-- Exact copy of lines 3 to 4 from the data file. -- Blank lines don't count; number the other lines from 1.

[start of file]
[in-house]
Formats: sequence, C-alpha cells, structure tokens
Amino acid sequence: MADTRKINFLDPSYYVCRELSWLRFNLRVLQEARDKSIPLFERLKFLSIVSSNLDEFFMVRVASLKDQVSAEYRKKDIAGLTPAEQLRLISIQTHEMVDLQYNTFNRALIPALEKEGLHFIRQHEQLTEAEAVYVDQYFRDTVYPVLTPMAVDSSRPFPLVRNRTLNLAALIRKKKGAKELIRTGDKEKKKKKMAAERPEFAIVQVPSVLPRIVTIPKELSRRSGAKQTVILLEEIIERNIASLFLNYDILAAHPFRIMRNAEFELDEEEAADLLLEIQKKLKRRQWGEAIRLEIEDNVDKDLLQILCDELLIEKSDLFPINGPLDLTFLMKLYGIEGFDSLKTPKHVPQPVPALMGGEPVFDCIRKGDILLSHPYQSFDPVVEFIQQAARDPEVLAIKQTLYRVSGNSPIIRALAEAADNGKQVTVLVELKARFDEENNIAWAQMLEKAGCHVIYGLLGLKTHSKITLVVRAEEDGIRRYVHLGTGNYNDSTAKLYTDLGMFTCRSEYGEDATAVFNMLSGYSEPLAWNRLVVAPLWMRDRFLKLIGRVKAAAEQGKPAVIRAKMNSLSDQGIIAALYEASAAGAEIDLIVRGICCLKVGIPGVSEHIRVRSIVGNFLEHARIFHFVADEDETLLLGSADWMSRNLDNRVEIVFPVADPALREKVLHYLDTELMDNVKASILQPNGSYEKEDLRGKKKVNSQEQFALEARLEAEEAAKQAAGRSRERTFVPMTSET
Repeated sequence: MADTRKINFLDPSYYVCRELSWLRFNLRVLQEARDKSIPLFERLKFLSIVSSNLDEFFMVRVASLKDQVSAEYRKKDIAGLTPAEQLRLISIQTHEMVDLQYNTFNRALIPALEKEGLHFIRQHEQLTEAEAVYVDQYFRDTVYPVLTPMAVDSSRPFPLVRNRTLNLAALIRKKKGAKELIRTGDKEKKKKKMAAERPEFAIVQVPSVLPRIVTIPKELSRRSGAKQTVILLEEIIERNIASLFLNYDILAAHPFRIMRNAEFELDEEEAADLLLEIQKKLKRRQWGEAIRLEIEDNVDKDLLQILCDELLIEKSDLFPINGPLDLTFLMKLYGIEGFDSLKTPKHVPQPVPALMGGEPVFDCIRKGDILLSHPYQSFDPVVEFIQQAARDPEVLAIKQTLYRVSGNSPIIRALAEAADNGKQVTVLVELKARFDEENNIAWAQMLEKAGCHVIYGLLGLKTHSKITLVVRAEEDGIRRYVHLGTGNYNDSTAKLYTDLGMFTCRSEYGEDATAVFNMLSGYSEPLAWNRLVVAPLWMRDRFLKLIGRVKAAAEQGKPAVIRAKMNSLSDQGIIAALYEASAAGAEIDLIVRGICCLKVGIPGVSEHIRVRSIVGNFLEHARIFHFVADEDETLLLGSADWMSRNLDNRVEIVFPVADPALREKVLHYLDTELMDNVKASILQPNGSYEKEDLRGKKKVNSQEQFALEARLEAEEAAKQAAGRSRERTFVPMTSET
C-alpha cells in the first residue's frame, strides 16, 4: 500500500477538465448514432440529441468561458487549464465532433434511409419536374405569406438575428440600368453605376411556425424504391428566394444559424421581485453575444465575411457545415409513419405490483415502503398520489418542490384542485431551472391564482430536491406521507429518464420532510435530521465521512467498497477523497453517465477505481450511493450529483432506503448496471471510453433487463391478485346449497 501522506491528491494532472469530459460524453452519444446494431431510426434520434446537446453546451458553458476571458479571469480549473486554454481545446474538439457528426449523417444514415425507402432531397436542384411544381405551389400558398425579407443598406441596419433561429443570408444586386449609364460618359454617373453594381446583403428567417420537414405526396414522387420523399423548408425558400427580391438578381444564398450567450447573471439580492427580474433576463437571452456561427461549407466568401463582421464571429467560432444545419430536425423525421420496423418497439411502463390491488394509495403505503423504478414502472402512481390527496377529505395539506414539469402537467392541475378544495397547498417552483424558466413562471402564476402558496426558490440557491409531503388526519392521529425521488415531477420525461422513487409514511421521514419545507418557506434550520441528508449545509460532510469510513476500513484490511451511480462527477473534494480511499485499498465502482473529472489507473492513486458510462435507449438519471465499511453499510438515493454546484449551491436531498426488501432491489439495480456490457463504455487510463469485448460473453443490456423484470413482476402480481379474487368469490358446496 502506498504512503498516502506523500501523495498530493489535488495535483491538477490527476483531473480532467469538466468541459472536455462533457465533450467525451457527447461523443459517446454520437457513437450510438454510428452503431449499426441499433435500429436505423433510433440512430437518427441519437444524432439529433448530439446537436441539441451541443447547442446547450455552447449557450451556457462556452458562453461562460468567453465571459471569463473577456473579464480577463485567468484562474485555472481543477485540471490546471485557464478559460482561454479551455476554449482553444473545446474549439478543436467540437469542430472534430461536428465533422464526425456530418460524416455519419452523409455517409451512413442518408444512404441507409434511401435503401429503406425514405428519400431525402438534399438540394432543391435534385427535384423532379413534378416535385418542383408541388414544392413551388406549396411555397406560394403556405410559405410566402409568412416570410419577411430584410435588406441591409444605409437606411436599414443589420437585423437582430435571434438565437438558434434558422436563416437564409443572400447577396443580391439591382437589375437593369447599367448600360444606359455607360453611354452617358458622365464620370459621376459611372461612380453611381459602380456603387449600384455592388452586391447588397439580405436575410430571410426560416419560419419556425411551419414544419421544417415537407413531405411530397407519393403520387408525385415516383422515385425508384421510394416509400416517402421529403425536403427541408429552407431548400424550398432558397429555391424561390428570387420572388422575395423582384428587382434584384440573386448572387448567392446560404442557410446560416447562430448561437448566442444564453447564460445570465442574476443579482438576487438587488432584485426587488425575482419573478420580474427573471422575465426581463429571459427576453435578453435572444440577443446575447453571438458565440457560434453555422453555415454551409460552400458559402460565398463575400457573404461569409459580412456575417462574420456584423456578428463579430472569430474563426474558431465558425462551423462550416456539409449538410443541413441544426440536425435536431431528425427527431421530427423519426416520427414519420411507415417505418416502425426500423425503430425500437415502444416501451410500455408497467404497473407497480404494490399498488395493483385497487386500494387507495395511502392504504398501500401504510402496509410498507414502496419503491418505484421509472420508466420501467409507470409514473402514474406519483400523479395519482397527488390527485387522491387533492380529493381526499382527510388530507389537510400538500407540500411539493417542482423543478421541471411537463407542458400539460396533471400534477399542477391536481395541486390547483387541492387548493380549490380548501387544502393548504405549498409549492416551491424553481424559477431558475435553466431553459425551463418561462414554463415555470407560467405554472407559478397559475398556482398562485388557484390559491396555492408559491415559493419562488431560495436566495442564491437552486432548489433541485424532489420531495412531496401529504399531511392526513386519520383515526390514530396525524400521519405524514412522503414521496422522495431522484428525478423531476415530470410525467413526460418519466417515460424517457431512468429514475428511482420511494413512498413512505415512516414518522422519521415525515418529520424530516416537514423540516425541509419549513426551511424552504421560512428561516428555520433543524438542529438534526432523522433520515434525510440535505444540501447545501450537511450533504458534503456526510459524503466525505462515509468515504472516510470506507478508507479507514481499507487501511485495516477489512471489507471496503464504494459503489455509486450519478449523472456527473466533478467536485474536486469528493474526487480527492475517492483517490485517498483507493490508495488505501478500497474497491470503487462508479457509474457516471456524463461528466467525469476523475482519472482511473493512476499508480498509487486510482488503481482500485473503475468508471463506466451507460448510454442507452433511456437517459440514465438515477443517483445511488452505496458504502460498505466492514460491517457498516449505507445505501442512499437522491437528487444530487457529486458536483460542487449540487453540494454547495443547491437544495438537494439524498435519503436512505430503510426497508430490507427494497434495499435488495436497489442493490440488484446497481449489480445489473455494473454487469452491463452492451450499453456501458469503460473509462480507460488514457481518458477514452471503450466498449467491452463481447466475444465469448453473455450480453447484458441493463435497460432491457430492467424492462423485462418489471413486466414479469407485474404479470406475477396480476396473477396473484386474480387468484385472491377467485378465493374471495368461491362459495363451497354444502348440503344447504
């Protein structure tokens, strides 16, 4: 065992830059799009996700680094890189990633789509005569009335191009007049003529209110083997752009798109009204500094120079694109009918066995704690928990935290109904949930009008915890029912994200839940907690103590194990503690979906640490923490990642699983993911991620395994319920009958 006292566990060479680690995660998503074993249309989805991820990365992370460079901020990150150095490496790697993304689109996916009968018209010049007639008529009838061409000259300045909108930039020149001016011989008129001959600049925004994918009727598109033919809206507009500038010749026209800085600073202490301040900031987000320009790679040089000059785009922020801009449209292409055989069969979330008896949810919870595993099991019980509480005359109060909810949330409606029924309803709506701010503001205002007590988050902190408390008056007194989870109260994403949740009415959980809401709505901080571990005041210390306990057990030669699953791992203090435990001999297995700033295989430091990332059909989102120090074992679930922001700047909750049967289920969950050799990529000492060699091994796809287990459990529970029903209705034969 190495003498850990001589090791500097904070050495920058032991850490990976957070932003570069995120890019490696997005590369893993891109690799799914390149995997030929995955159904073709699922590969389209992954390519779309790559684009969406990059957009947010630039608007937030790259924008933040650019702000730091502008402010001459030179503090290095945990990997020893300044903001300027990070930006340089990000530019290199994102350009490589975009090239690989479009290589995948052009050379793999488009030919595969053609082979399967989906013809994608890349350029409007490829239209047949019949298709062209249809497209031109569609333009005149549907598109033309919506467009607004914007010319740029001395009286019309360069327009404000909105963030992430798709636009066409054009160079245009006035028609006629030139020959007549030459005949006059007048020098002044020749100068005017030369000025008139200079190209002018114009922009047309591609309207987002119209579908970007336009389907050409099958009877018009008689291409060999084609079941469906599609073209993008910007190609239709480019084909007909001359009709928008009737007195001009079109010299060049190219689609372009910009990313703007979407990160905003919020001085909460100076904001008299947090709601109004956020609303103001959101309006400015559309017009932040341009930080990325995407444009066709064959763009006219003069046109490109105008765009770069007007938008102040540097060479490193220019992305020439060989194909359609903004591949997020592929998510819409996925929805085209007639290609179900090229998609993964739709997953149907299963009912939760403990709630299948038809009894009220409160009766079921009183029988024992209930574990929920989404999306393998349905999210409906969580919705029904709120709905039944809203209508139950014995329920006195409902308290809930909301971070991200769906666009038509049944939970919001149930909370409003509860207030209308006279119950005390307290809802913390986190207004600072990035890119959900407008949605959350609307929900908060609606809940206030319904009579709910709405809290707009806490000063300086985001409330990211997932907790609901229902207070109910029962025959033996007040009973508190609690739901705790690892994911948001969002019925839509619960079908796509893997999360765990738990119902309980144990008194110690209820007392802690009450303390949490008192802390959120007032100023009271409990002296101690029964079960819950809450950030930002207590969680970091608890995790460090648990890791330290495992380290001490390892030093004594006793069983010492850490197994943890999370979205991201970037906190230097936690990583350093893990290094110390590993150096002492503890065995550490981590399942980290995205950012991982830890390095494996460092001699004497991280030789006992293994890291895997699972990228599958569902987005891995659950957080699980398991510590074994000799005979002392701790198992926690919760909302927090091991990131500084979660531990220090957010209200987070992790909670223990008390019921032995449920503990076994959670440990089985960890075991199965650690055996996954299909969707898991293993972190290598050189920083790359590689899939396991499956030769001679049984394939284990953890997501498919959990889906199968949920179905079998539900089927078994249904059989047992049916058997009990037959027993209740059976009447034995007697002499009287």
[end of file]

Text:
Amino acid sequence: MADTRKINFLDPSYYVCRELSWLRFNLRVLQEARDKSIPLFERLKFLSIVSSNLDEFFMVRVASLKDQVSAEYRKKDIAGLTPAEQLRLISIQTHEMVDLQYNTFNRALIPALEKEGLHFIRQHEQLTEAEAVYVDQYFRDTVYPVLTPMAVDSSRPFPLVRNRTLNLAALIRKKKGAKELIRTGDKEKKKKKMAAERPEFAIVQVPSVLPRIVTIPKELSRRSGAKQTVILLEEIIERNIASLFLNYDILAAHPFRIMRNAEFELDEEEAADLLLEIQKKLKRRQWGEAIRLEIEDNVDKDLLQILCDELLIEKSDLFPINGPLDLTFLMKLYGIEGFDSLKTPKHVPQPVPALMGGEPVFDCIRKGDILLSHPYQSFDPVVEFIQQAARDPEVLAIKQTLYRVSGNSPIIRALAEAADNGKQVTVLVELKARFDEENNIAWAQMLEKAGCHVIYGLLGLKTHSKITLVVRAEEDGIRRYVHLGTGNYNDSTAKLYTDLGMFTCRSEYGEDATAVFNMLSGYSEPLAWNRLVVAPLWMRDRFLKLIGRVKAAAEQGKPAVIRAKMNSLSDQGIIAALYEASAAGAEIDLIVRGICCLKVGIPGVSEHIRVRSIVGNFLEHARIFHFVADEDETLLLGSADWMSRNLDNRVEIVFPVADPALREKVLHYLDTELMDNVKASILQPNGSYEKEDLRGKKKVNSQEQFALEARLEAEEAAKQAAGRSRERTFVPMTSET
Repeated sequence: MADTRKINFLDPSYYVCRELSWLRFNLRVLQEARDKSIPLFERLKFLSIVSSNLDEFFMVRVASLKDQVSAEYRKKDIAGLTPAEQLRLISIQTHEMVDLQYNTFNRALIPALEKEGLHFIRQHEQLTEAEAVYVDQYFRDTVYPVLTPMAVDSSRPFPLVRNRTLNLAALIRKKKGAKELIRTGDKEKKKKKMAAERPEFAIVQVPSVLPRIVTIPKELSRRSGAKQTVILLEEIIERNIASLFLNYDILAAHPFRIMRNAEFELDEEEAADLLLEIQKKLKRRQWGEAIRLEIEDNVDKDLLQILCDELLIEKSDLFPINGPLDLTFLMKLYGIEGFDSLKTPKHVPQPVPALMGGEPVFDCIRKGDILLSHPYQSFDPVVEFIQQAARDPEVLAIKQTLYRVSGNSPIIRALAEAADNGKQVTVLVELKARFDEENNIAWAQMLEKAGCHVIYGLLGLKTHSKITLVVRAEEDGIRRYVHLGTGNYNDSTAKLYTDLGMFTCRSEYGEDATAVFNMLSGYSEPLAWNRLVVAPLWMRDRFLKLIGRVKAAAEQGKPAVIRAKMNSLSDQGIIAALYEASAAGAEIDLIVRGICCLKVGIPGVSEHIRVRSIVGNFLEHARIFHFVADEDETLLLGSADWMSRNLDNRVEIVFPVADPALREKVLHYLDTELMDNVKASILQPNGSYEKEDLRGKKKVNSQEQFALEARLEAEEAAKQAAGRSRERTFVPMTSET